Sometimes I think back to when I was Innocent – literally. My name was Innocent Uwaifo. I was born to a single mother who loved me in ways that I probably cannot begin to describe. Sometimes when I feel unseen and unloved, I think back to the cherished memories of my mother and I feel safe. She gave me everything I needed and more. For that, I’ll always be grateful. When I was 5 years old, she met this man who put on a big show about loving her and yet somehow, could not bring himself to love me. My mother threw him out the moment he laid his hands on me. When I was 6, she took shifts from her stall in the market to knock on doors in wealthy neighbourhoods, asking if they needed any help whatsoever. I only found out that she was doing that to buy me a new pair of shoes for school. She would give free foodstuff to female Corpers to take me after-school lessons and guide me through my homework. When I was 9, she asked me what I wanted for my 10th birthday and I told her that I wanted to travel. I knew she tried her best to see how I’d be able to visit Lagos but it just did not happen and I could tell that she was extremely disappointed. I could see that she still had plans to ensure that I travelled. That was my mother; a go-getter.
She finally had her wish fulfilled in the year when I turned 12. She had been ill and I could tell that this was not one of those sicknesses that would go away with rest. Her soul was tired. She was wheezing and sometimes, coughing out black substances. She was really sick. I was so worried about her and even volunteered to drop out of school to take care of her but I remember her saying, “I’ll always be here when you come back. You can come and take care of me after your classes.” So every day, I would race home once the bell rang.
On this fateful day, I got home and saw another person’s pair of slippers at the door of our house. My heart skipped a beat because I thought my mother was dead. As soon as I burst into our one-room, I saw my mother and a young man and became even more confused. I had never seen him in all my life.
“Innocent. Welcome. How was school?” she said
“Fine mama. Good afternoon sir” I said, looking at the man. Something about him made my skin crawl.
“Innocent, this is uncle Godspeed. He is your father’s younger brother”
That information was too much for me. My mother never spoke about my father. But now, here was his younger brother?
“Okay ma” I whispered.
“Remember when you were just about turning 10 years old and I asked you about what you wanted for your birthday? You said you wanted to travel?”
“Yes mama” I replied, unsure.
“I knew that not only I heard you, God heard you too.” Mama paused and smiled. “That is why he brought Uncle GodSpeed here”
“Your uncle is a good man. He has always been. Even in my spirit, I can feel it. So he will take you with him to Lagos and then later, you will be able to go to America to school.”
I cannot describe the flood of emotions I felt at that news. I was confused, happy, worried, ecstatic, unsure, scared…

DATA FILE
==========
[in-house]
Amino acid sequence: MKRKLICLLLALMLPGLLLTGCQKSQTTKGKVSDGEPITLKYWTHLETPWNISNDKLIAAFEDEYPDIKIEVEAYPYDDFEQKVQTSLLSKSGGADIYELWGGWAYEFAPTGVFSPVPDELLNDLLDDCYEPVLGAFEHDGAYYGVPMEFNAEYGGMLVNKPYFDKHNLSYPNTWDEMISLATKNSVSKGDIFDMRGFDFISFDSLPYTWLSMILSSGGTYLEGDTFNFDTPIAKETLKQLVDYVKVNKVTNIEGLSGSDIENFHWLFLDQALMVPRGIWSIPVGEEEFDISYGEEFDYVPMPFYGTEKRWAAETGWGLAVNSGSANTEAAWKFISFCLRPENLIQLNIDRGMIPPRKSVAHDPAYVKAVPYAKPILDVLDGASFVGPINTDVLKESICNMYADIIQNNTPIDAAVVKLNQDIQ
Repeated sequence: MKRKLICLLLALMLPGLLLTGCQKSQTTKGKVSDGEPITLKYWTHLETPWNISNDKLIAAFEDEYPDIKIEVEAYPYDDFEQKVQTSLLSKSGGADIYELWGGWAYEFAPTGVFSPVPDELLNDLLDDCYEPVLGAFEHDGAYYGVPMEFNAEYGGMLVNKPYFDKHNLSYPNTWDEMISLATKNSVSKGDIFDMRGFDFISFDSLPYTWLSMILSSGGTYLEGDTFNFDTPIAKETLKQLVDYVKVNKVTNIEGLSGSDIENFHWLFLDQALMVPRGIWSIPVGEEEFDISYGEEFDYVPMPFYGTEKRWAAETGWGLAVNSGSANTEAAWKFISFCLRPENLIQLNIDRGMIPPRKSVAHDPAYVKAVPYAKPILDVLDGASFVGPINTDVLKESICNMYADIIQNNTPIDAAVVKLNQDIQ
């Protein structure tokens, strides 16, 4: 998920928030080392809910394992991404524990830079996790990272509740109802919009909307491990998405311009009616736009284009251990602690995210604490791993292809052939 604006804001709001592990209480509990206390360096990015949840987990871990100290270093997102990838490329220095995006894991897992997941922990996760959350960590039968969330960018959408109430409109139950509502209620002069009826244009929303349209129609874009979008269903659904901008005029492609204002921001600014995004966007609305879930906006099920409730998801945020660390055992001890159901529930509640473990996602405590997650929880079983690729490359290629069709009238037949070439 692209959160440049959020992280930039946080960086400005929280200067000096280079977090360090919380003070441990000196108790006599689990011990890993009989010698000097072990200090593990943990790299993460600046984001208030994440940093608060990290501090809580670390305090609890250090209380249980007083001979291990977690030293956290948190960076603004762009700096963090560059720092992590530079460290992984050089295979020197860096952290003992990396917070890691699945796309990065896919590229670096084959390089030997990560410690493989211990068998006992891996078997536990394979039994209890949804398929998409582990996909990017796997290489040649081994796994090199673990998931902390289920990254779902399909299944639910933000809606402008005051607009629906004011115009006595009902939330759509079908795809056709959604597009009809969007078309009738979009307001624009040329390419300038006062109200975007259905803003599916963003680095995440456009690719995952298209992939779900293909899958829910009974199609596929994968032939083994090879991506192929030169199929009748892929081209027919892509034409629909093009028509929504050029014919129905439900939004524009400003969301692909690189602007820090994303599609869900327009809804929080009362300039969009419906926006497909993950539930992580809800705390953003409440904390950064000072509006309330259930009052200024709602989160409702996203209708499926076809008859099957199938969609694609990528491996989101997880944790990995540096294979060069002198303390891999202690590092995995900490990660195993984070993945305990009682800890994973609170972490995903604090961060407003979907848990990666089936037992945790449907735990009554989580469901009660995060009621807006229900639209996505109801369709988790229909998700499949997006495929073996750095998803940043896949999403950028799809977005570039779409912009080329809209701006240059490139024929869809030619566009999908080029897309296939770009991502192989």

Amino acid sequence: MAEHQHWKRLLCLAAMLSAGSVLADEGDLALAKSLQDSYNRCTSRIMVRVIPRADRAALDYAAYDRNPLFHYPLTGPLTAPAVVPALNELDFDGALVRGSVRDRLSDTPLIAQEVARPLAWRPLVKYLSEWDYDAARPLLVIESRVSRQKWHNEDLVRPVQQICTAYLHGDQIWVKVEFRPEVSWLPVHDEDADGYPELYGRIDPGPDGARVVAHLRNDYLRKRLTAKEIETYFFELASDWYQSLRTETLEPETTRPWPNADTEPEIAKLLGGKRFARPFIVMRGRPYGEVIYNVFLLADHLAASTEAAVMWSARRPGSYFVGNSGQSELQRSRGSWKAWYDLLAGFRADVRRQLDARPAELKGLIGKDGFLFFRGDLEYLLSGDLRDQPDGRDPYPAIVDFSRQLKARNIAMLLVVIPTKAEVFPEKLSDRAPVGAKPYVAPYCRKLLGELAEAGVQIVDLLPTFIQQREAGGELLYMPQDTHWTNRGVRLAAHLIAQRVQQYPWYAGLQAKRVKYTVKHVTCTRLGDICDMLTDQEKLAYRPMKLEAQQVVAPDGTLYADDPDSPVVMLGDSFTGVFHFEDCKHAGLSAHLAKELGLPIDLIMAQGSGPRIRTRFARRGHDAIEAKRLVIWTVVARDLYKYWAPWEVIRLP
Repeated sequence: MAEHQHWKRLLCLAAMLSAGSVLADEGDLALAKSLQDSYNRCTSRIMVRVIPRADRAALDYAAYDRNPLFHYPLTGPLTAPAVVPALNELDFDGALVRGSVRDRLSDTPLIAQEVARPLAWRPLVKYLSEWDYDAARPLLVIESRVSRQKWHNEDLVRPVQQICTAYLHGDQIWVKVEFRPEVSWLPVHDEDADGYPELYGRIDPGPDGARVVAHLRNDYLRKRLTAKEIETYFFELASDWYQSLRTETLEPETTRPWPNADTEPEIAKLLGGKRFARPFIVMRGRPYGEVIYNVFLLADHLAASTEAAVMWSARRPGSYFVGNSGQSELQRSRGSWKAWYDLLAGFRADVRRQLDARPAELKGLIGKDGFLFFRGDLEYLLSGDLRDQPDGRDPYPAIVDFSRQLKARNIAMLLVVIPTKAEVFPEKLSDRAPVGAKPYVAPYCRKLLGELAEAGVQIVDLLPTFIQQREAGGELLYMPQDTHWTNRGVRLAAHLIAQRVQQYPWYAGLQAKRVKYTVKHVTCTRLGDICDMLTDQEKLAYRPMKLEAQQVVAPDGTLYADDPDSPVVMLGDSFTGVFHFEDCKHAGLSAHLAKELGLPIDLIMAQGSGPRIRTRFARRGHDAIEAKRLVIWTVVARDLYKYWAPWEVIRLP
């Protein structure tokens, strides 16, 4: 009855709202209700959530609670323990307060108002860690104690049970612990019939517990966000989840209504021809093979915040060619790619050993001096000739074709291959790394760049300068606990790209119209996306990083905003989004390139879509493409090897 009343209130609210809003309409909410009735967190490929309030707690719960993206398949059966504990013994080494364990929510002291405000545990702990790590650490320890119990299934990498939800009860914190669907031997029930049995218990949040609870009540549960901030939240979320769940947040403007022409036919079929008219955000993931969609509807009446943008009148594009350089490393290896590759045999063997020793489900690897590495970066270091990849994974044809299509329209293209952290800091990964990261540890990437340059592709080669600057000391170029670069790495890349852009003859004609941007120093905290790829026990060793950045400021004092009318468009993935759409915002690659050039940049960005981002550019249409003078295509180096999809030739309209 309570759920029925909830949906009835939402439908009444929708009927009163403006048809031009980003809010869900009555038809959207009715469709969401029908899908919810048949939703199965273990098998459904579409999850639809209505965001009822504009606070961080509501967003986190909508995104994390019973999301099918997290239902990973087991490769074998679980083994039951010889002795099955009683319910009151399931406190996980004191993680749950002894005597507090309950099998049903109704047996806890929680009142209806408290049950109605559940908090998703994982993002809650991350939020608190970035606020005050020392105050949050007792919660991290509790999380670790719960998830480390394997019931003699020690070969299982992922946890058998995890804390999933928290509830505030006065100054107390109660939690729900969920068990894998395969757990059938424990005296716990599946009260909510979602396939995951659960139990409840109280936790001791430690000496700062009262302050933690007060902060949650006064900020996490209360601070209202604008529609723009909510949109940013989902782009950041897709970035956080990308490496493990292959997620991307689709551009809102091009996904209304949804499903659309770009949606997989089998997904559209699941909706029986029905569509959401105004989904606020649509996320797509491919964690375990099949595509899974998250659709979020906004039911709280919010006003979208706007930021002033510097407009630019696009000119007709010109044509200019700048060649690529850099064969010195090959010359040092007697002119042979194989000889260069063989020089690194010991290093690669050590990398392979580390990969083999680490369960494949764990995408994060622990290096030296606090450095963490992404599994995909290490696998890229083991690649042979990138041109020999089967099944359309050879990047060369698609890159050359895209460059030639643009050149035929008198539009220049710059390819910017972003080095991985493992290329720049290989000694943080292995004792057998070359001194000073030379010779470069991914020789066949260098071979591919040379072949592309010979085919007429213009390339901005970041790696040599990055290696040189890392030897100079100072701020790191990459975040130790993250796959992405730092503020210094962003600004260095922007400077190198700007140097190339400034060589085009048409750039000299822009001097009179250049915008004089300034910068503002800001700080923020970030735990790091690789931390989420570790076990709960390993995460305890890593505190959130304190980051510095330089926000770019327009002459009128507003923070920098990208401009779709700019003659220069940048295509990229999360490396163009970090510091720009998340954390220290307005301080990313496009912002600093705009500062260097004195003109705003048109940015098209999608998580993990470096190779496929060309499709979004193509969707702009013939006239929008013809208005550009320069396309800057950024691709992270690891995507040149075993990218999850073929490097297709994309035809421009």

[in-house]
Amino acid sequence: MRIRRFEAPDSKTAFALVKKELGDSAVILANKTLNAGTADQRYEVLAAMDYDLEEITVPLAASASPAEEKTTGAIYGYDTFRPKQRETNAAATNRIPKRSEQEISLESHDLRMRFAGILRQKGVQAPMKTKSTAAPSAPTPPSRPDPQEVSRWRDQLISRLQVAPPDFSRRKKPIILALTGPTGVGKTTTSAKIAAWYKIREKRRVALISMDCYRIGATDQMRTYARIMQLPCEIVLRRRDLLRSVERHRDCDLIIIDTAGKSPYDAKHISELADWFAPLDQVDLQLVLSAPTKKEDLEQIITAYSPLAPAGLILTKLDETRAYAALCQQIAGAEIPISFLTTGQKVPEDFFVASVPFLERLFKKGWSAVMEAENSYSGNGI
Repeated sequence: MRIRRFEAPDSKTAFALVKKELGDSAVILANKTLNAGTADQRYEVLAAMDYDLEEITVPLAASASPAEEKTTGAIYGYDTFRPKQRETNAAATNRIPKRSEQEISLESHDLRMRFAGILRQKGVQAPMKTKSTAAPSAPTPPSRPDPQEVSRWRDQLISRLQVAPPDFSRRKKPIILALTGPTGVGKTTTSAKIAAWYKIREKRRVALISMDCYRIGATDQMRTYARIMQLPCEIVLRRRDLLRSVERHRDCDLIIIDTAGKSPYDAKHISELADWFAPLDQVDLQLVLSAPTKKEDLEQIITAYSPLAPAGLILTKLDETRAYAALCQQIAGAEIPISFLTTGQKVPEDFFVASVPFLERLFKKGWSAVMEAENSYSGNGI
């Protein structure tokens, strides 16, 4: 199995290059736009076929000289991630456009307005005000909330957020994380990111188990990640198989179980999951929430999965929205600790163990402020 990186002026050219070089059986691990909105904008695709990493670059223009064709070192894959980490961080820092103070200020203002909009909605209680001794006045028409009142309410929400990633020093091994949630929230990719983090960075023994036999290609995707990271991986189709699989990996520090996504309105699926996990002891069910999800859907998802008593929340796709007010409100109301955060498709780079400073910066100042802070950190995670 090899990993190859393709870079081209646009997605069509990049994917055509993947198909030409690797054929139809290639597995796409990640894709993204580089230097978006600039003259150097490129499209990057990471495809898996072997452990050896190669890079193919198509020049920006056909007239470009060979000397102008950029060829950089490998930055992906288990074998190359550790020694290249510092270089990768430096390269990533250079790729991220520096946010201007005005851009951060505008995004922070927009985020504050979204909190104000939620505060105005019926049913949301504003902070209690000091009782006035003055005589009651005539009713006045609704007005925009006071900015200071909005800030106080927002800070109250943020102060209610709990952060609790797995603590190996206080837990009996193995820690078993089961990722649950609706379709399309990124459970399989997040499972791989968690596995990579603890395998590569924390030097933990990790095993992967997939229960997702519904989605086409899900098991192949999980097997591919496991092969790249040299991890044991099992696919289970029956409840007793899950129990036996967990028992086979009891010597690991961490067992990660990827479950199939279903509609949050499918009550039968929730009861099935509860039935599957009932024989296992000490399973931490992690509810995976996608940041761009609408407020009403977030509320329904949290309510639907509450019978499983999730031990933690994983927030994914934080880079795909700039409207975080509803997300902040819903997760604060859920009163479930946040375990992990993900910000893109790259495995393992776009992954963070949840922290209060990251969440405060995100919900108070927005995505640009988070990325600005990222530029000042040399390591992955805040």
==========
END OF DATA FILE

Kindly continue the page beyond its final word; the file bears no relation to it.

This was the cue for Uncle GodSpeed (or as he is now called, ‘Speedo’). He said, “My angel, this is what I do. I take promising young girls from places like this that don’t give hope, and I give them hope. I had a dream and in that dream, someone in white told me to stand up now now and go to Benin city and take my niece; to give her hope.” He brought out a brown face towel and wiped his face. “I believe this was God. Or maybe a messenger from God. His face has shined on you, my dear. Praise God!”
The next 2 days went by in a blur. I did not have much to pack but I had a lot of tears to cry for mama. I begged her to come with us but she said she couldn’t. She said, ‘Don’t worry, when you visit with your American Dollars, I will be here”
I heard that mama died 10 days after I left. But I did not find out until 5 years later. And now 10 years later, I don’t even know if I am still my mama’s daughter.
“Hi. My name is Candy Benedict. I have just 20 minutes left on my shift tonight but if you know what you’re doing, you can make it count.” I say to an ogling passerby in my tight neon dress on the cold streets of Catania, Italy. The last time I went to school was that day 10 years ago when I ran home and saw a different pair of slippers at my door. Speedo is obviously not the person my mother thought him to be. I have travelled indeed; travelled through cities and towns; travelled through the rough hands and unprotected bodies of men old enough to be my father.
I am no longer innocent. I am candy.
Today, as we remember the millions of girls and children trafficked around the world and in particular, our nation Nigeria, we implore:
- The Nigerian government to double its efforts in protecting these vulnerable groups.
- Schools and the Ministry of Education to include the topic of modern slavery in the curriculum in order to further enlighten children on what to look out for.
- You to educate and enlighten parents and families on the realities and dangers of human trafficking.